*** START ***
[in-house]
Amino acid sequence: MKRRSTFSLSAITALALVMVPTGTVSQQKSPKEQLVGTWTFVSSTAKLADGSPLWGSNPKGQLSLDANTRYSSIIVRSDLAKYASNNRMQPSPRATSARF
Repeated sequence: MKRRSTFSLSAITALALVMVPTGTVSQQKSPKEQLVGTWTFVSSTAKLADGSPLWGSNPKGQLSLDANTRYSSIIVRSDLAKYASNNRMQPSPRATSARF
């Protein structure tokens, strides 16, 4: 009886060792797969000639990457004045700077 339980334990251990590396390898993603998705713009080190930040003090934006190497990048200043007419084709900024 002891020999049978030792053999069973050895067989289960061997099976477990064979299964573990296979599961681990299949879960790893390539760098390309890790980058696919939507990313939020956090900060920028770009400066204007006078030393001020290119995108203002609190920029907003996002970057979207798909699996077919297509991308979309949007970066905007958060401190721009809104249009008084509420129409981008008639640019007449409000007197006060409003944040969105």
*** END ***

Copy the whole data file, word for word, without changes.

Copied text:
[in-house]
Amino acid sequence: MKRRSTFSLSAITALALVMVPTGTVSQQKSPKEQLVGTWTFVSSTAKLADGSPLWGSNPKGQLSLDANTRYSSIIVRSDLAKYASNNRMQPSPRATSARF
Repeated sequence: MKRRSTFSLSAITALALVMVPTGTVSQQKSPKEQLVGTWTFVSSTAKLADGSPLWGSNPKGQLSLDANTRYSSIIVRSDLAKYASNNRMQPSPRATSARF
């Protein structure tokens, strides 16, 4: 009886060792797969000639990457004045700077 339980334990251990590396390898993603998705713009080190930040003090934006190497990048200043007419084709900024 002891020999049978030792053999069973050895067989289960061997099976477990064979299964573990296979599961681990299949879960790893390539760098390309890790980058696919939507990313939020956090900060920028770009400066204007006078030393001020290119995108203002609190920029907003996002970057979207798909699996077919297509991308979309949007970066905007958060401190721009809104249009008084509420129409981008008639640019007449409000007197006060409003944040969105």